Uvalde School Shooting Is Just the Latest Involving an AR-Style Rifle

Authorities believe an "AR-style" rifle was used to kill students and teachers at Robb Elementary School in Uvalde, Texas.

The shooter who killed at least 19 students and two teachers at a Texas elementary school used a type of gun that has previously been used in several high-profile mass shootings in recent history.

Authorities believe the 18-year-old shooter fired an AR-style rifle at students and teachers in a fourth-grade classroom at Robb Elementary School in Uvalde, Texas. Lt. Christopher Olivarez of the Texas Department of Public Safety mentioned the weapon while discussing the shooting on MSNBC.

The type of gun used in the Texas shooting is what made the attack so deadly

AR-15s or other AR-style rifles have been used in a number of mass shootings, including the ones at Sandy Hook Elementary School in 2012, Las Vegas and Sutherland Springs, Texas in 2017, and Marjory Stoneman Douglas High School in Parkland, Florida in 2018.

AR-style rifles fire bullets at a higher velocity than a typical handgun, with the bullet leaving the rifle's barrel nearly three times faster than a typical 9-millimeter handgun bullet.

Mass shootings have become tragically common in the U.S. But authorities and experts still struggle to pinpoint exactly how common they are. That is because there is no universal standard for what constitutes a mass shooting. We explain the differing definitions, and why they make the problem of gun crime harder to solve, in this installment of LXplanation.

Trauma center employees who have cared for victims shot by AR-style rifles say the wounds these guns leave are far more damaging than those from a handgun.

"Nothing was left to repair—and utterly, devastatingly, nothing could be done to fix the problem," a Florida radiologist wrote in The Atlantic after treating victims of the Parkland shooting.

"Wounds like this, as one sees in school shootings like Sandy Hook and Parkland where AR-15s were used, have high fatality rates," trauma surgeon Dr. Ernest E. Moore wrote in a piece published soon after the Parkland shooting.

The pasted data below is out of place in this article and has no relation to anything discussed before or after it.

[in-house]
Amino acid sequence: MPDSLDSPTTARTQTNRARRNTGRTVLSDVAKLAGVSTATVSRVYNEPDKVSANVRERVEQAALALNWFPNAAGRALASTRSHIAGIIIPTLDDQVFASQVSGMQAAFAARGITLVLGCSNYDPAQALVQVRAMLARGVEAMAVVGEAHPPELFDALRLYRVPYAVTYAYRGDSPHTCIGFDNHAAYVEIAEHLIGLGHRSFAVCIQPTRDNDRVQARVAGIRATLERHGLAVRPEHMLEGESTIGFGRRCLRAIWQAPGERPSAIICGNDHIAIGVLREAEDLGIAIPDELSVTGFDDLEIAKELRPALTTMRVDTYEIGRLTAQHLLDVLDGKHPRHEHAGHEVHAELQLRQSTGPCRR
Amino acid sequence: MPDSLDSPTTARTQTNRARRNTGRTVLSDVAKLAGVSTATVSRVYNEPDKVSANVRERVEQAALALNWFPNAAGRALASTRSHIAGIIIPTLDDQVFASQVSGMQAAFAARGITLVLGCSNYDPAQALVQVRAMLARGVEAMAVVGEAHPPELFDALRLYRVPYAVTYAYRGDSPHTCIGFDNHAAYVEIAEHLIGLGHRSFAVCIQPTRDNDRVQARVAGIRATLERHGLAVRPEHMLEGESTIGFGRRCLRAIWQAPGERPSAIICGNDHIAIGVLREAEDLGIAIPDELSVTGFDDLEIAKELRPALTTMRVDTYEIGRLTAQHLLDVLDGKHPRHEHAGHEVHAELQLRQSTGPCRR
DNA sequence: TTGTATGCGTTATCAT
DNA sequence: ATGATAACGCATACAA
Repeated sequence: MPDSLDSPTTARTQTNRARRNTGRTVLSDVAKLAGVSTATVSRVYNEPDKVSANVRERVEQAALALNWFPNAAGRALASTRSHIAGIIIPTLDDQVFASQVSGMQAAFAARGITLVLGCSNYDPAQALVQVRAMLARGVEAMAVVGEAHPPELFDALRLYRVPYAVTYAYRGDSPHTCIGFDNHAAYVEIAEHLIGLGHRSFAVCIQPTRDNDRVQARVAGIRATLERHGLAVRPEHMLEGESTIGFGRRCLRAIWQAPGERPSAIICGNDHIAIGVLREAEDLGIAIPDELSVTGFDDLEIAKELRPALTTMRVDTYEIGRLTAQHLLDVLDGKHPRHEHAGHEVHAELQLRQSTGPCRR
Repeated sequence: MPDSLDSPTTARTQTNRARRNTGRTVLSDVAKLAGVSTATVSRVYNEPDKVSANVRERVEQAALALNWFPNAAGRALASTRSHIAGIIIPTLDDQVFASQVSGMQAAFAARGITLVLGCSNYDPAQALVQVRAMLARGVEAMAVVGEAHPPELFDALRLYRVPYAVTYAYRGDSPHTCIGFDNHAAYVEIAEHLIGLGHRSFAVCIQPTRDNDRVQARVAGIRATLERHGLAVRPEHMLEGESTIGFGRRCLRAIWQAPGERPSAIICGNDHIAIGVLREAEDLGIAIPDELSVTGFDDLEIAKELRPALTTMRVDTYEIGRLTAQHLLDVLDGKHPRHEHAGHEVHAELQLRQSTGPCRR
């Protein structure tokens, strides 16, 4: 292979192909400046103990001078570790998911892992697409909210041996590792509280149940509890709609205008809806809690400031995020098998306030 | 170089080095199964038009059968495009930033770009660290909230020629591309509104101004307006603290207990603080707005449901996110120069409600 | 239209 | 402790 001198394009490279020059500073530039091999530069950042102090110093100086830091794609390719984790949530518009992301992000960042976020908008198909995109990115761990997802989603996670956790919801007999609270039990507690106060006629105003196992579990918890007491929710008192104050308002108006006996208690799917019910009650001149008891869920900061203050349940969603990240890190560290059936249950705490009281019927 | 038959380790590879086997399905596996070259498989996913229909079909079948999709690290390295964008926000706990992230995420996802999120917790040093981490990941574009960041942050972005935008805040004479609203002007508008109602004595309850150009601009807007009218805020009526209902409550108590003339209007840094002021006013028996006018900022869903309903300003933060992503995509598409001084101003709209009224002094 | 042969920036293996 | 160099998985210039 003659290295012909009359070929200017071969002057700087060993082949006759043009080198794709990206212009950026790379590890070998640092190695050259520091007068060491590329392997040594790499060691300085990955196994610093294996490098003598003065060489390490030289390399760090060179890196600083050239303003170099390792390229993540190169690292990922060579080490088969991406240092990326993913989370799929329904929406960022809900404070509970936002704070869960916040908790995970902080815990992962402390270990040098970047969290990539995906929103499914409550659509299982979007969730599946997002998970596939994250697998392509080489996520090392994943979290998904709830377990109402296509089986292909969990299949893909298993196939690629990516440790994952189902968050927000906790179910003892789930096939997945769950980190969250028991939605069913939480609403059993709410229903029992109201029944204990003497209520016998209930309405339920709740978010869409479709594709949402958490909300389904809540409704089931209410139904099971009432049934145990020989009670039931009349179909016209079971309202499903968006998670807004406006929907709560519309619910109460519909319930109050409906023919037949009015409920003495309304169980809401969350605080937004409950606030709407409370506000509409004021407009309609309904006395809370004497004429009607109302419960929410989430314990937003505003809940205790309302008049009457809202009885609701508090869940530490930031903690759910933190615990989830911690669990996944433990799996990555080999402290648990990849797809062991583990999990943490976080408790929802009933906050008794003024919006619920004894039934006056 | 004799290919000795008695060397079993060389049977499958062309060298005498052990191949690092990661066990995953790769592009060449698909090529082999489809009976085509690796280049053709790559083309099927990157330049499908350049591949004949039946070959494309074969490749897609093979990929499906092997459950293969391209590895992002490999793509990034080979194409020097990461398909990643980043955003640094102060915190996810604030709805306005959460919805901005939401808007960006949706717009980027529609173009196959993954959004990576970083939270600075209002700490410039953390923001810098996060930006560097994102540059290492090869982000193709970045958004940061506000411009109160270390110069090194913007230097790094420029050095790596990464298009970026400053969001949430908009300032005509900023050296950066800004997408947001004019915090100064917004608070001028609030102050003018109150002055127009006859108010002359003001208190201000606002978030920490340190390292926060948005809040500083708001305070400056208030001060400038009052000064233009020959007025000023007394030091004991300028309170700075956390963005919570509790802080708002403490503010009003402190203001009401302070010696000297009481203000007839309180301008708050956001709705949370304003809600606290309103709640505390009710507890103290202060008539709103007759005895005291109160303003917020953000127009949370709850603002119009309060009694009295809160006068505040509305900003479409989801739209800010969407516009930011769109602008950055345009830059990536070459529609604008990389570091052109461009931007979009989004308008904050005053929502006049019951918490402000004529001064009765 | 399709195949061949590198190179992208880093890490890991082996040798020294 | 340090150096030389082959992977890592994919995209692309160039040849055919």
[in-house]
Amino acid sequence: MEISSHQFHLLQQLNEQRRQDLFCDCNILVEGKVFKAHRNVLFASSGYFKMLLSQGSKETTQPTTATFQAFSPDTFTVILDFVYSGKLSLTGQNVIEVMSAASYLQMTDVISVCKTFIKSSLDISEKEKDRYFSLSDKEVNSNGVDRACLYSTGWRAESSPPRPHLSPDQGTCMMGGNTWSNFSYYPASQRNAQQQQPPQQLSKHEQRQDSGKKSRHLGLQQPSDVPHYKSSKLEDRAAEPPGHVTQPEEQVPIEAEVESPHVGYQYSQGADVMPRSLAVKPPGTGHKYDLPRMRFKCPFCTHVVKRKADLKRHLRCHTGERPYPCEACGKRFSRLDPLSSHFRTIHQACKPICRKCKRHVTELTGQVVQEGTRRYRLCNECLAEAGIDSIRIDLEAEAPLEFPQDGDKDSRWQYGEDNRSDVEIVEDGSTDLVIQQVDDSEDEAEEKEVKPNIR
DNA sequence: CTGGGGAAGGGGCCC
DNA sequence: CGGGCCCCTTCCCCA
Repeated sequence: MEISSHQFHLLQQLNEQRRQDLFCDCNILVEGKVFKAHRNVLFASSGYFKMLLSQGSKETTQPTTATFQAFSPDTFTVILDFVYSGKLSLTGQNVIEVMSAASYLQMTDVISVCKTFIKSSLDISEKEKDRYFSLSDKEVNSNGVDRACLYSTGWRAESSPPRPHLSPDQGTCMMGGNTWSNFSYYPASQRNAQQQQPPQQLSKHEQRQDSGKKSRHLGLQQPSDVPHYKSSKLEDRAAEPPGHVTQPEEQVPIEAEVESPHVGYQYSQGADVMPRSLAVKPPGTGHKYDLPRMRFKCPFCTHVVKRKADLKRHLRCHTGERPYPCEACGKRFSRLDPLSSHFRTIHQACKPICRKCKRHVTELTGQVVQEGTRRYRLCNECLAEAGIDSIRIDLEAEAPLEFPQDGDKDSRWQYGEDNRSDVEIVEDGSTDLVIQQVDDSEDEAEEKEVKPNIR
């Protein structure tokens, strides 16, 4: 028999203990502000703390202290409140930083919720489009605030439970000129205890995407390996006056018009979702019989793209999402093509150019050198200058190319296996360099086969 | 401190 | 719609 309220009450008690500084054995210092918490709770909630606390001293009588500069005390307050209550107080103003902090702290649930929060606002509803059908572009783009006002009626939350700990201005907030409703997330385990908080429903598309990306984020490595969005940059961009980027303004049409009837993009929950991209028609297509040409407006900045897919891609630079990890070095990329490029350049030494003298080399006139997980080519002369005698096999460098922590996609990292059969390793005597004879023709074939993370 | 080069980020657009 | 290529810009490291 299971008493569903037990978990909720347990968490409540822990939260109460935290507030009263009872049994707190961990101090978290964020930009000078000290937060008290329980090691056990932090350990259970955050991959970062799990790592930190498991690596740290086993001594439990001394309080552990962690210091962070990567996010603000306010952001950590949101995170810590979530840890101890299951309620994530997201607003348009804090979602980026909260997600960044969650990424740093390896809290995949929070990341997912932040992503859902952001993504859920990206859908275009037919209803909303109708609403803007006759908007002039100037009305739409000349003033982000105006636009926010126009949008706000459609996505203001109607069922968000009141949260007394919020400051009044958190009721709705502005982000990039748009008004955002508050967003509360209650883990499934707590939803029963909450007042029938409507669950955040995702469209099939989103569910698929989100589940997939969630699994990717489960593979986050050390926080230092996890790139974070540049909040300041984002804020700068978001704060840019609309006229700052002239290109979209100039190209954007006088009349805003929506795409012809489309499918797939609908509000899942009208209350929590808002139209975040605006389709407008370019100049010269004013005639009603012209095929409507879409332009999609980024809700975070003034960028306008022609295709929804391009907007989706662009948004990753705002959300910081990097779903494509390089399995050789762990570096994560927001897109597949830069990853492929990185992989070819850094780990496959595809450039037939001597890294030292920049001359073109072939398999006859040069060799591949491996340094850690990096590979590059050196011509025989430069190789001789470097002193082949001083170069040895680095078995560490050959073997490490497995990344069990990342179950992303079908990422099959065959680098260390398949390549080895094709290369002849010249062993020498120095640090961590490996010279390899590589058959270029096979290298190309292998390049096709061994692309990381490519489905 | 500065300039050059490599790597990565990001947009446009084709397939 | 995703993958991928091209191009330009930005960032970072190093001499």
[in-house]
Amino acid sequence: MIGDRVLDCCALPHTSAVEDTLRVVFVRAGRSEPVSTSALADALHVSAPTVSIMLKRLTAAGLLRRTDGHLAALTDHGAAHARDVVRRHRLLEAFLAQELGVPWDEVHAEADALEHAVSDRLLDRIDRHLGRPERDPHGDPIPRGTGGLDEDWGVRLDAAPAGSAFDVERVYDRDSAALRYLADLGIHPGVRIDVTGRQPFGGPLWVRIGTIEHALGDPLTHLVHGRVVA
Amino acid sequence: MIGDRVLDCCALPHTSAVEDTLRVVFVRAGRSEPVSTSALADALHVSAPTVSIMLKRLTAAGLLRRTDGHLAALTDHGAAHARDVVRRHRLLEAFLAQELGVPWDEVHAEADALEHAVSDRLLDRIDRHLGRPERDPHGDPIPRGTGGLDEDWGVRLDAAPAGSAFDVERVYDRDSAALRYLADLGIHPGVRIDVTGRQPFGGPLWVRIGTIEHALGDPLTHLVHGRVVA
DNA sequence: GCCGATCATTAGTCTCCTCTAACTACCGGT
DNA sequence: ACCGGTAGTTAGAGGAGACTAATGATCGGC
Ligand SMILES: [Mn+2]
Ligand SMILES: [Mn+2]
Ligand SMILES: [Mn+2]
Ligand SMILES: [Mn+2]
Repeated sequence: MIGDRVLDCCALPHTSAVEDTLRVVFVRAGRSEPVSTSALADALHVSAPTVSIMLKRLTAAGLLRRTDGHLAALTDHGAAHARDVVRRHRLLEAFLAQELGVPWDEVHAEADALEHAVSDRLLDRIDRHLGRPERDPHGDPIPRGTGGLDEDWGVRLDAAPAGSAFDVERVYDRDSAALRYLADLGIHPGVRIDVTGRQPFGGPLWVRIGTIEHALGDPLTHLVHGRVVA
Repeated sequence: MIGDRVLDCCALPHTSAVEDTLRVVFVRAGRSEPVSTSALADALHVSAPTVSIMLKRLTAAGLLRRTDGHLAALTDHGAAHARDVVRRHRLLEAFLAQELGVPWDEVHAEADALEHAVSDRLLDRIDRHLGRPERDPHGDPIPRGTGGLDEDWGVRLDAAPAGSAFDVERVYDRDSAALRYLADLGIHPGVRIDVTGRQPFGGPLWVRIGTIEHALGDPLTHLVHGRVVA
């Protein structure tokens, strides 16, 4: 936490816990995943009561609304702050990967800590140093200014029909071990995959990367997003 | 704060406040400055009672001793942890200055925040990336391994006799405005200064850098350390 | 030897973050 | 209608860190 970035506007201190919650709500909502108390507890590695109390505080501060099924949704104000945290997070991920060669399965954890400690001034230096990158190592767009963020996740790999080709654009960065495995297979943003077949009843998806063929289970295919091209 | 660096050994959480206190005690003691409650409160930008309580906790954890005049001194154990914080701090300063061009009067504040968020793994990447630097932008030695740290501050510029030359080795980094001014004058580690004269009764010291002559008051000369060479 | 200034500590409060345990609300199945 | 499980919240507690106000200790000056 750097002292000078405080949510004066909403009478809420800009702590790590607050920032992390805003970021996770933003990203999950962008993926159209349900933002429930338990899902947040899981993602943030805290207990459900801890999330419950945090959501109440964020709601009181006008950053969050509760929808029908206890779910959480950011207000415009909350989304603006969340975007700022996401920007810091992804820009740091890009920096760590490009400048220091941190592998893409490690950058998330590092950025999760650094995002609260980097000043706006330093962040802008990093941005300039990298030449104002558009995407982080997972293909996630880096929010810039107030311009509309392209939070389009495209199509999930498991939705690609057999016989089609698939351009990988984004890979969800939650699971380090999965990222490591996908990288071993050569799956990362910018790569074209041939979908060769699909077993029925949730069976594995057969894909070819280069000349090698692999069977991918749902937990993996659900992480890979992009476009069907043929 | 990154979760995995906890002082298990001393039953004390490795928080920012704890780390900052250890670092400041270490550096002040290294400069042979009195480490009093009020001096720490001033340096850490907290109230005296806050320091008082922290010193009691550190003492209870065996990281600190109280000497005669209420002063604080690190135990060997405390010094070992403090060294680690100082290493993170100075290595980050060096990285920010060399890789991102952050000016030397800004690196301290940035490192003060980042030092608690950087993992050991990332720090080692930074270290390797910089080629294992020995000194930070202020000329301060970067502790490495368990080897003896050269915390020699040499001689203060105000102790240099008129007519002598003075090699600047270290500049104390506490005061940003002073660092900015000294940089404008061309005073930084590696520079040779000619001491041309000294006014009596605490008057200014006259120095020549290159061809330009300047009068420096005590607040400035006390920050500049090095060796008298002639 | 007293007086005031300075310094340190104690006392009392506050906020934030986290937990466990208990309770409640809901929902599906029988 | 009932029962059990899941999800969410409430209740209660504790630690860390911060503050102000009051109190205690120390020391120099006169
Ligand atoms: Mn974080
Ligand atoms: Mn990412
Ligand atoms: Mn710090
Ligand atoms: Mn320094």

Gun laws in Texas meant the shooter could buy assault rifles the moment he turned 18

A former consultant for the Department of Homeland Security, Mustafa Tameez talks about gun laws and how the suspect in the Texas school shooting might have obtained the weapons that were used in the shooting that killed 18 children. 

The shooter bought two guns on his 18th birthday this month, according to NBC News, citing a Texas state senator who had received a law enforcement briefing on the shooting.

It was not immediately clear if either of those purchased guns were the ones used at Robb Elementary.

"He can't buy alcohol, but he can walk in and buy a gun. He can buy at a brick-and-mortar location," said Mustafa Tameez, a former consultant with the U.S. Department of Homeland Security. "He doesn't have to have a background check, there doesn't have to be a waiting period, he can just walk in and buy a gun."

In 2021, Texas passed a package of loosened gun laws. One authorized "constitutional carry" for handguns, which allows law-abiding Texans 21 or older to carry a handgun in public without a license. According to the Texas Tribune, it was already legal to openly carry a rifle in public in Texas.

Another law made the state a "Second Amendment sanctuary state," meaning Texas would not commit budget dollars toward enforcing federal gun and ammo restrictions.

What does the AR in AR-15 stand for?

The "AR" in the gun's name stands for "ArmaLite rifle," named after the company that designed the AR-15 in the 1950s.